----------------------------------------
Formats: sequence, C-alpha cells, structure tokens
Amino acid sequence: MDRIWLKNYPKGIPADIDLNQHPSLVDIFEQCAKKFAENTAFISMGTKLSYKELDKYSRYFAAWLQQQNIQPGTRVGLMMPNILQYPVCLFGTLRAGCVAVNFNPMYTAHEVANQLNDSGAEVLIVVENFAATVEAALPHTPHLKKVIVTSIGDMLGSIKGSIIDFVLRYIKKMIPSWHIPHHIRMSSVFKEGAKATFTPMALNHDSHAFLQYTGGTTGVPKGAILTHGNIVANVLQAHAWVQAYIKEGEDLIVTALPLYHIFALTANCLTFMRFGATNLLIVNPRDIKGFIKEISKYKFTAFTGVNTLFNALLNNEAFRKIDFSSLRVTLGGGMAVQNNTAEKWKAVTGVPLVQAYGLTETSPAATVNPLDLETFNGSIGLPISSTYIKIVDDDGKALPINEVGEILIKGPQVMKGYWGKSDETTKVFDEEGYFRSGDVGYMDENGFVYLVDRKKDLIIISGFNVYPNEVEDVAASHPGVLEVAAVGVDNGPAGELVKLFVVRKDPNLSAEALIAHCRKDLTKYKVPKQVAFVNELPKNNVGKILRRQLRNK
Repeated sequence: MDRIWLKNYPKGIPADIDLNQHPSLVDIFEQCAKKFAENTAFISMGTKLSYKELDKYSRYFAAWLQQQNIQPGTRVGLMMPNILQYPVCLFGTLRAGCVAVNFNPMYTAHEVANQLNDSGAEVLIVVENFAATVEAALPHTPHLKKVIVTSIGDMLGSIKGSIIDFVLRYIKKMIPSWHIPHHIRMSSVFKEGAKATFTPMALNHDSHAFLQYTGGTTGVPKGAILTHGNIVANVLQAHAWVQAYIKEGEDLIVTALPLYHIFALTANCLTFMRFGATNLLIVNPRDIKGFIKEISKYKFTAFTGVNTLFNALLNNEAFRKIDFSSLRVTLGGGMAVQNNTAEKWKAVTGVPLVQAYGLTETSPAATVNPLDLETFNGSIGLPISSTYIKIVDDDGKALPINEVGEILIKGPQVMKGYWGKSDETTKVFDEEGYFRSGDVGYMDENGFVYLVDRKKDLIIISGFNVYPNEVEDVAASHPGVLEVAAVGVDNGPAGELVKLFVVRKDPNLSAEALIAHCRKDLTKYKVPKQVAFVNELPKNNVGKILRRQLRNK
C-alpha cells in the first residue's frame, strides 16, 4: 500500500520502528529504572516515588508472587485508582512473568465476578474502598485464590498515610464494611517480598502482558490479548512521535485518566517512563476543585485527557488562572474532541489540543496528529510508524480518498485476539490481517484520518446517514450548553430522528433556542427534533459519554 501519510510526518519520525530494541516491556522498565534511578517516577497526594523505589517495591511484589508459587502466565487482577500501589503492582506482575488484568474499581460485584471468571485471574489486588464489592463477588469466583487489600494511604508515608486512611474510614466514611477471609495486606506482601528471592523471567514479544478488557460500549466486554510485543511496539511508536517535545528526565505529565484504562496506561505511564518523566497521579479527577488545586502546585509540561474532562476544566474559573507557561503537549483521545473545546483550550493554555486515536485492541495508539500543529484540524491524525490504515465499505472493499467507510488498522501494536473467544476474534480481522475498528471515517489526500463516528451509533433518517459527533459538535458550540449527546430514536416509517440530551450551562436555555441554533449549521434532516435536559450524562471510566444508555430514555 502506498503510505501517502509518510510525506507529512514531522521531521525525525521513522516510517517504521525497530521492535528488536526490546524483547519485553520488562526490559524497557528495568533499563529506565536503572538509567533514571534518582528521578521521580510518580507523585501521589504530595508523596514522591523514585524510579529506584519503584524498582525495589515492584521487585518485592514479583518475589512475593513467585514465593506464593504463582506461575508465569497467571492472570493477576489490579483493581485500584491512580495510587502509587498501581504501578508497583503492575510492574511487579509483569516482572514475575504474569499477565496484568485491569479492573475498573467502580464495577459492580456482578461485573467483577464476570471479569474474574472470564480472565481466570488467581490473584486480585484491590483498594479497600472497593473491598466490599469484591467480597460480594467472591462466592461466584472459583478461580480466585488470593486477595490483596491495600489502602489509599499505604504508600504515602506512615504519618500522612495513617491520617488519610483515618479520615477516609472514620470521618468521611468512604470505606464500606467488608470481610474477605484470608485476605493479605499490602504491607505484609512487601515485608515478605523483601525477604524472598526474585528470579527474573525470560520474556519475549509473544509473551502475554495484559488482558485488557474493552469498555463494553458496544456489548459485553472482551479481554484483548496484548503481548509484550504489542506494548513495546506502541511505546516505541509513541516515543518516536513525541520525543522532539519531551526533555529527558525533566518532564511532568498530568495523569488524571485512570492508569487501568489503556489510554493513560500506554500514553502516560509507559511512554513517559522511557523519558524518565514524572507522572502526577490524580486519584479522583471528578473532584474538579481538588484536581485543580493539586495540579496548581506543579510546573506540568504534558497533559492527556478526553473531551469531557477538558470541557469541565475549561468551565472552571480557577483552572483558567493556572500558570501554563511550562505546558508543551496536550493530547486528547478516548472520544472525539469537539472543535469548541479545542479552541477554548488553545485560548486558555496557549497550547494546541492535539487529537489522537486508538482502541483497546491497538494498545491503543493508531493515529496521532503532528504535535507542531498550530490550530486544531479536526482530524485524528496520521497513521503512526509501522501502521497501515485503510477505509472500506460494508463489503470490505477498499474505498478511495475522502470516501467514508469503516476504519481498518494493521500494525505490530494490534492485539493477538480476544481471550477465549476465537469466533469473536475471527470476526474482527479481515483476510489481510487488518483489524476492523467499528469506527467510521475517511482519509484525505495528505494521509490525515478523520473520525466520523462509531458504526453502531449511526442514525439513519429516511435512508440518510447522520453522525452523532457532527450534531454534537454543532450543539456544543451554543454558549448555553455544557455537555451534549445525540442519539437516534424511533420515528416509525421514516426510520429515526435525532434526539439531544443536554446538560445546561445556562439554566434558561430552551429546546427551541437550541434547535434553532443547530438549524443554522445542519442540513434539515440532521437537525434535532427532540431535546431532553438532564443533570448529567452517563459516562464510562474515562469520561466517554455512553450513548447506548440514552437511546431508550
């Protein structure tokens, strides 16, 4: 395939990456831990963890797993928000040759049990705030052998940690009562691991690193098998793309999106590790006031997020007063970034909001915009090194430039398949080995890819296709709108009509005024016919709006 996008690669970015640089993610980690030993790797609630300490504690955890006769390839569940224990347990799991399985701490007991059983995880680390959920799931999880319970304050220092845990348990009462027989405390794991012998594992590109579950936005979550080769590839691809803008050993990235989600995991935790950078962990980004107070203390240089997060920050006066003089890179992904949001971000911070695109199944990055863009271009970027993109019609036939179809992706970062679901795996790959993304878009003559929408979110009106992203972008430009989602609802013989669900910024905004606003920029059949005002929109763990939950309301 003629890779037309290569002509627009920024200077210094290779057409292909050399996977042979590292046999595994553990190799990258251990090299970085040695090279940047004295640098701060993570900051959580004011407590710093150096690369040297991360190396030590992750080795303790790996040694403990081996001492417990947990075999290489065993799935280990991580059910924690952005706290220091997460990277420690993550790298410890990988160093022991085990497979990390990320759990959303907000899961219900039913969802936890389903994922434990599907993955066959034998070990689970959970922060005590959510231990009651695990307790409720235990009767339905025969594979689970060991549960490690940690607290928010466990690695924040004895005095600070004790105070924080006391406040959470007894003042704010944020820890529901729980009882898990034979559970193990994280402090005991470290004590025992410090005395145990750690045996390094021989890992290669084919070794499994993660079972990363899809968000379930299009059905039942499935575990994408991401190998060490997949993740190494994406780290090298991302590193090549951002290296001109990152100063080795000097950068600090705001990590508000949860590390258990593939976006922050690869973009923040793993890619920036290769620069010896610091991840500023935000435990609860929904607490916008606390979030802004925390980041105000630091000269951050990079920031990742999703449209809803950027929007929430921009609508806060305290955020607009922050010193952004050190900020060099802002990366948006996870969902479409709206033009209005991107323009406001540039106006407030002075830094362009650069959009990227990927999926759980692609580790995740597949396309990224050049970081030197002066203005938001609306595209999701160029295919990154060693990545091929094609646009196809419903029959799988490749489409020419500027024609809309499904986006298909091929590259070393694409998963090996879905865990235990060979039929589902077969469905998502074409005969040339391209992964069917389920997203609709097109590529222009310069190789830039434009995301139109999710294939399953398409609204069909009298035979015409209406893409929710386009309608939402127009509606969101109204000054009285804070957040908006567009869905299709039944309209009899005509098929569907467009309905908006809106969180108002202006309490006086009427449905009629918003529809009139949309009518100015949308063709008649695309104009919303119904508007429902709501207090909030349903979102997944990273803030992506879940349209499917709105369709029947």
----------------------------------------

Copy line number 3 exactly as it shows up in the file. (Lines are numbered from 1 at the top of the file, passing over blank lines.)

Repeated sequence: MDRIWLKNYPKGIPADIDLNQHPSLVDIFEQCAKKFAENTAFISMGTKLSYKELDKYSRYFAAWLQQQNIQPGTRVGLMMPNILQYPVCLFGTLRAGCVAVNFNPMYTAHEVANQLNDSGAEVLIVVENFAATVEAALPHTPHLKKVIVTSIGDMLGSIKGSIIDFVLRYIKKMIPSWHIPHHIRMSSVFKEGAKATFTPMALNHDSHAFLQYTGGTTGVPKGAILTHGNIVANVLQAHAWVQAYIKEGEDLIVTALPLYHIFALTANCLTFMRFGATNLLIVNPRDIKGFIKEISKYKFTAFTGVNTLFNALLNNEAFRKIDFSSLRVTLGGGMAVQNNTAEKWKAVTGVPLVQAYGLTETSPAATVNPLDLETFNGSIGLPISSTYIKIVDDDGKALPINEVGEILIKGPQVMKGYWGKSDETTKVFDEEGYFRSGDVGYMDENGFVYLVDRKKDLIIISGFNVYPNEVEDVAASHPGVLEVAAVGVDNGPAGELVKLFVVRKDPNLSAEALIAHCRKDLTKYKVPKQVAFVNELPKNNVGKILRRQLRNK